The Northwest Territories' devastating 2014 wildfire season is central to a new scientific paper which in part suggests efforts to control climate change could be undermined by growing 'megafires'.
Hundreds of fires burned in the NWT that summer, leading the territorial government to spend more than $55 million – more than eight times its budget – trying to bring some of them under control.
In the two following summers, researchers went into more than 200 randomly located burn areas to learn more about what burned, why it burned, and how wildfires changed depending on local conditions.
Scientists involved in the project say studying the vast complex of fires in this detail will improve our understanding of how wildfires contribute to climate change – and help governments do a better job of factoring wildfires into emissions estimates.
"The work we have done here uncovers which parts of the of the boreal landscape are most vulnerable to large carbon emissions," said Dr Brendan Rogers, who contributed to the paper.
"[That] helps us scale field observations to the large areas ultimately needed for climate-smart fire management and national accounting."
The paper, from a team of 10 researchers led by scientists at Northern Arizona University, was published in the journal Global Change Biology last month. The work was funded by the NASA Arctic-Boreal Vulnerability Experiment.
Of note, the study's estimate of 2014's total burn area in the NWT is somewhat smaller than earlier published estimates. Previously the burn area was reported to be as large as 3.5 million hectares; this study's own estimate is around 2.85 million hectares. Researchers say this could be due to previous estimates inadvertently including many small lakes and small patches of unburned forest amid larger burn areas.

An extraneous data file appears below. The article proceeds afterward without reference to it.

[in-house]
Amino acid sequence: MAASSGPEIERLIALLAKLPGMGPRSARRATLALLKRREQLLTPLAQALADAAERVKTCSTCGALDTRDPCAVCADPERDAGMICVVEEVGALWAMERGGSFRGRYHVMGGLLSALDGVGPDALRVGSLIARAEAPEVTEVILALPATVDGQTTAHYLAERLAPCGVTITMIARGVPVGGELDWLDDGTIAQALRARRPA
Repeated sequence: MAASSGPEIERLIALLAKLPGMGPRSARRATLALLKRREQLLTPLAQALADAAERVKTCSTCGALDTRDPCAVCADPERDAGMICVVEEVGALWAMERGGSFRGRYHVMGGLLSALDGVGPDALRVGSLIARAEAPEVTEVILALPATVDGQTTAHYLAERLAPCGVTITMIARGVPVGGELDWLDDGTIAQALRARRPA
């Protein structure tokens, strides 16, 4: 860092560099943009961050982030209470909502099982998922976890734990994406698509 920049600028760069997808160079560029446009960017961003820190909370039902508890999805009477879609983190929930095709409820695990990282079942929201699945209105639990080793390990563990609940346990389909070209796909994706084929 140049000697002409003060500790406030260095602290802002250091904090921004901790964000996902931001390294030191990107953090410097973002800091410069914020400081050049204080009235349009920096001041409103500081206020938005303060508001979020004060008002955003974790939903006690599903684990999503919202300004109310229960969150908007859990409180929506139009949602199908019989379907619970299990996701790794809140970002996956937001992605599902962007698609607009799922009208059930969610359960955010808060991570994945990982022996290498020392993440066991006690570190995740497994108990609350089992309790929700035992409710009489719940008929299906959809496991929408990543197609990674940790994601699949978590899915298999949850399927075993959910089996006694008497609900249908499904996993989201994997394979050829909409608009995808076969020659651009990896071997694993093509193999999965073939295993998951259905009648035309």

However, the overall message is clear.
"Globally, the boreal forest stores approximately 40 percent of terrestrial carbon and has historically been considered a carbon sink," the paper reads.
"However, recent climate warming and drying has led to an intensification of large wildfires, particularly in the boreal forests of northwestern North America.
"Increased combustion associated with this changing fire regime could shift this region of the boreal forest from a carbon sink to a carbon source, which would act as a positive feedback to climate warming."
In other words, if wildfires in areas like the NWT continue to grow in size, the boreal forest may start to accelerate climate change rather than help temper it.
'Out the window'
Dr Rogers – who works at the Woods Hole Research Centre, a climate change think tank based in Massachusetts – thinks the impact of wildfires on climate change isn't yet fully accounted for in models.
“You cannot think about using land to mitigate climate change without accounting for wildfires, and right now fires are not integrated into any climate mitigation plans,” he told the centre's own website.
"Intensifying fire regimes in northern forests from climate warming represent a serious threat to climate mitigation goals," he added.
"Our ultimate aim is to figure out if and how land management can keep an appreciable amount of these massive carbon stores in the forests, and out of the atmosphere.
"Nonetheless, management can only do so much; without a steep reduction in fossil fuel emissions, climate-fuelled wildfires will ultimately overwhelm forest management, and many of our land-based mitigation measures will go out the window."